A simple acquisition attempt — at least, as simple as one can be — has turned into a slanging match, pom-pom waving in a bid to persuade shareholders on both sides, and potential national security concerns spanning from the US to China.
On 6 November 2017, Broadcom (AVGO) issued an unsolicited bid for Qualcomm (QCOM). The announcement, which came to some as a surprise, included what Singapore-based Broadcom believed was a fair deal.
In total, $70.00 per share made up of $60 in cash and $10 in Broadcom stock for Qualcomm shareholders was laid on the table in a deal worth roughly $130 billion.
This amount represented a 28 percent premium over the $54.84 closing price of Qualcomm common stock on 2 Nov 2017, a date before the rumors of a potential acquisition surfaced and temporarily impacted the share prices of both companies.
Broadcom’s offer also included the shouldering of $25 billion in net debt and was made on the assumption that Qualcomm would either finish a pending buyout of NXP Semiconductors (NXPI) for the price of $110 a share in cash or withdraw completely.
Broadcom said that the acquisition of Qualcomm would be “highly complementary to Broadcom’s portfolio,” and the merged company would “accelerate innovation and deliver more advanced semiconductor solutions to its broad global customer base.”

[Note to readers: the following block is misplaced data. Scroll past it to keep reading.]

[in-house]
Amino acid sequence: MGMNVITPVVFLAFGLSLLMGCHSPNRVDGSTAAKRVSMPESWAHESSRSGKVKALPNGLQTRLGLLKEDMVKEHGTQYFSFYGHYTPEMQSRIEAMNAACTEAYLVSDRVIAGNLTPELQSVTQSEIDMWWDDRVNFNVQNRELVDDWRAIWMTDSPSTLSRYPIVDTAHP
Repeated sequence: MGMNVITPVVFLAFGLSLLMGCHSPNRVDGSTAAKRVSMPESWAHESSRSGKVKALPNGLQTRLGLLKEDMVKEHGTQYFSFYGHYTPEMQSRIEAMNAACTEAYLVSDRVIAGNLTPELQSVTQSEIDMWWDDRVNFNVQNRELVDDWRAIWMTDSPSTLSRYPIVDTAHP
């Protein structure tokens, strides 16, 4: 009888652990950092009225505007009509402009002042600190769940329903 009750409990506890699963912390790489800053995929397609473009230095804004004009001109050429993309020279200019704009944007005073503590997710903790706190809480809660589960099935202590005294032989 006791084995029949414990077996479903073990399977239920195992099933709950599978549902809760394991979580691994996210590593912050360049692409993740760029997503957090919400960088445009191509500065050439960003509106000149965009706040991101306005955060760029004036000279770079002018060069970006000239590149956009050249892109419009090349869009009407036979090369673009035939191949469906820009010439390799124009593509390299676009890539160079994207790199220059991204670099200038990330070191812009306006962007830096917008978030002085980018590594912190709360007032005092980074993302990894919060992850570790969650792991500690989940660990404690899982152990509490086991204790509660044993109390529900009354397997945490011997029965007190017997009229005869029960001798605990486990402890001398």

Bank of America Merrill Lynch, Citi, Deutsche Bank, J.P. Morgan, and Morgan Stanley offered debt financing for the deal, alongside Silver Lake Partners which committed $5 billion of convertible debt financing.
However, Qualcomm was less-than-impressed with the offer.
The San Diego, California-based company said Broadcom’s offer “significantly undervalued” Qualcomm’s business and future prospects.
Qualcomm’s board rejected the suit on 13 November, roughly a week after the offer was made, citing future growth in areas including the Internet of Things (IoT), edge computing, and 5G networks.